Thursday, October 22, 2009

Feature Film: Precious

Precious, a film based on the 1996 novel Push by Sapphire, tells the tale of an emotionally and physically abused pregnant teenager and her relationship with her mother and case workers who embark on the mission to save her. Director Lee Daniels sat down with New York Times to discuss the sensitive subject matter and his apprehension with showing the film at Cannes Film Festival to a mostly white audience.

“As African-Americans, we are in an interesting place,” Daniels said. “Obama’s the president, and we want to aspire to that. But part of aspiring is disassociating from the face of Precious. To be honest, I was embarrassed to show this movie at Cannes. I didn’t want to exploit black people. And I wasn’t sure I wanted white French people to see our world.” He paused. “But because of Obama, it’s now O.K. to be black. I can share that voice. I don’t have to lie. I’m proud of where I come from. And I wear it like a shield. ‘Precious’ is part of that.”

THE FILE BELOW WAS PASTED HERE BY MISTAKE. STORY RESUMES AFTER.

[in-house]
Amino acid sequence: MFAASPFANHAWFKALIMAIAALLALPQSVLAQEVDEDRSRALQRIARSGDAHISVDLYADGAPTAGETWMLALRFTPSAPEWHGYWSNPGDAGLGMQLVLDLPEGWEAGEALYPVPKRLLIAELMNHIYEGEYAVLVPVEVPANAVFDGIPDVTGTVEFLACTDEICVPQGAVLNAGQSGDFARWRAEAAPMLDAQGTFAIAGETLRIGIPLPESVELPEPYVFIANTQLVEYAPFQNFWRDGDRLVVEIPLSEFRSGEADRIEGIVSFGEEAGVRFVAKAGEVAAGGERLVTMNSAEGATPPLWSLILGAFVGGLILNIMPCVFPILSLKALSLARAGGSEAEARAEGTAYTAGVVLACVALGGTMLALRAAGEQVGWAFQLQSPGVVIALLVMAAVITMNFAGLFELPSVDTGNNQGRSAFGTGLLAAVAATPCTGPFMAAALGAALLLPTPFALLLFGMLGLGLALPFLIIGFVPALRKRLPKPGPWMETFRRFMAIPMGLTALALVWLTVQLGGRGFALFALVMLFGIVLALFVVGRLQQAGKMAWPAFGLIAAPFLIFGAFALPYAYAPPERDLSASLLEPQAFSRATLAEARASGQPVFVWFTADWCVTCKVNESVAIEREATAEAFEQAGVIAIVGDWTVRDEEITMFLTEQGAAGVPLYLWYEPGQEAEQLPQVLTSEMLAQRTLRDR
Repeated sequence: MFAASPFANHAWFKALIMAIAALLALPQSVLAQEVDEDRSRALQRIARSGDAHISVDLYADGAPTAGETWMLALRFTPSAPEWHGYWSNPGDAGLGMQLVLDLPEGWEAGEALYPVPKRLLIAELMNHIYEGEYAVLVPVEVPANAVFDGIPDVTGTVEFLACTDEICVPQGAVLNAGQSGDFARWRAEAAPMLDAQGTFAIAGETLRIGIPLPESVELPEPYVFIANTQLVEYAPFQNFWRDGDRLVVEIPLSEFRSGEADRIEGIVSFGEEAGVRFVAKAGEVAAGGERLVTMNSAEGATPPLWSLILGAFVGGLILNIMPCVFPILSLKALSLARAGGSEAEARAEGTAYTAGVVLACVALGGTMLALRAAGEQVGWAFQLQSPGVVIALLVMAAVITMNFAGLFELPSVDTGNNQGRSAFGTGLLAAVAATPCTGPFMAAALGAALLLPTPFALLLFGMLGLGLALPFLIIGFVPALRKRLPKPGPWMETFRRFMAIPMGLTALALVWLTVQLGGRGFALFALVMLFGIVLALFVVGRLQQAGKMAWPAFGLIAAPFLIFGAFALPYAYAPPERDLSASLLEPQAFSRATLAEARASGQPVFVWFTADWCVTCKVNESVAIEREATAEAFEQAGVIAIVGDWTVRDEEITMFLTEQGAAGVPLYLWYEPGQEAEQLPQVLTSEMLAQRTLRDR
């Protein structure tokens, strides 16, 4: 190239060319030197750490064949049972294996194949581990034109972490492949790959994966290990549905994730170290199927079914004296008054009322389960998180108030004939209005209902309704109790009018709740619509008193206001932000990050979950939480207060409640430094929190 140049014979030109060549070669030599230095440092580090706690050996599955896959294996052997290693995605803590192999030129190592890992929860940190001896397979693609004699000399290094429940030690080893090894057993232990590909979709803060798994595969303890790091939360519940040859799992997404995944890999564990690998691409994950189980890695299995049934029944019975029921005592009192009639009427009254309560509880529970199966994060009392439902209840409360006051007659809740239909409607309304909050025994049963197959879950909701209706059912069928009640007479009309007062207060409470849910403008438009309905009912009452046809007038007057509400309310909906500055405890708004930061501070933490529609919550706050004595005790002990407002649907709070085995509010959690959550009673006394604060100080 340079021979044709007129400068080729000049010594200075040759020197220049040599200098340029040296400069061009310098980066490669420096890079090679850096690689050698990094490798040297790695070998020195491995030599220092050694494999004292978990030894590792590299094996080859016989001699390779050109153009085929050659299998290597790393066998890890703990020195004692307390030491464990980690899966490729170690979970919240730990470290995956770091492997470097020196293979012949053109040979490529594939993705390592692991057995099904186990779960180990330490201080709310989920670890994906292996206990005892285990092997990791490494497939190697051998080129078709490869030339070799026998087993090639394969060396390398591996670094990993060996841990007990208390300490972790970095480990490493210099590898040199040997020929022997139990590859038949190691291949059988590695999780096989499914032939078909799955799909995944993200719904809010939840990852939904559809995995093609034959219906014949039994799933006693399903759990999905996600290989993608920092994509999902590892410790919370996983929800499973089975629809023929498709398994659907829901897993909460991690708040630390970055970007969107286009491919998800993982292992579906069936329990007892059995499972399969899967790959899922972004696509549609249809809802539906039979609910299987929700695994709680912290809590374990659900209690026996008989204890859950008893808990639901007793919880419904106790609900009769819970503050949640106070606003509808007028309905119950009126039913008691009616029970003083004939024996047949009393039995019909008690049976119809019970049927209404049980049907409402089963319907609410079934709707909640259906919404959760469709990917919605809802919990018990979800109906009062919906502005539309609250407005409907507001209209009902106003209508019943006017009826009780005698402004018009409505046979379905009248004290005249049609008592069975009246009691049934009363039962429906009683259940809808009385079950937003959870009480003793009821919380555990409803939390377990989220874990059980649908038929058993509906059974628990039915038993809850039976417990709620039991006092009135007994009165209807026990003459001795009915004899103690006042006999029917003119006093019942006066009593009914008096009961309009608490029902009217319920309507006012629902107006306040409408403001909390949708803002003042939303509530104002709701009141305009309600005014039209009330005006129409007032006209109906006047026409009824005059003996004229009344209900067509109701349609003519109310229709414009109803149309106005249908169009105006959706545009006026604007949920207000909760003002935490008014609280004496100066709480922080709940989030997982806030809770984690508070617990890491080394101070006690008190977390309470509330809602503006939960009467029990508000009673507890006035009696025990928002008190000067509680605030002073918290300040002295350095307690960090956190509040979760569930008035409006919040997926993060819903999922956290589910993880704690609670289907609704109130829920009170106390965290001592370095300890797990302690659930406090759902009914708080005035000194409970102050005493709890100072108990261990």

He brings up a good point. As we Black Americans strive for success we often want to forget our past and shroud it with shiny new success. In doing that, we lose the joy in showing ourselves as multi-dimensional and complex individuals.

The film has garnered rave reviews from critics and its success has attracted the support of Oprah Winfrey. Daniels also spoke about the reaction at Cannes.

At Cannes, the film received a 15-minute standing ovation. “They wouldn’t stop clapping,” Daniels told me as he gulped a vodka. “I’m a director — after six minutes, I’m saying, please sit down. But I’m also a producer, so I’m thinking, what’s the record? Can we break the record for the longest standing ovation at the festival?”

[Read the NY Times piece HERE]

The film premiered in January 2009 at the Sundance Film Festival, where it won the Audience Award and the Grand Jury Prize for best drama, as well as a Special Jury Prize for supporting actress Mo’Nique.
The film also stars Paula Patton, Lenny Kravitz, Mariah Carey, and newcomer Gabby Sibide in the title role.


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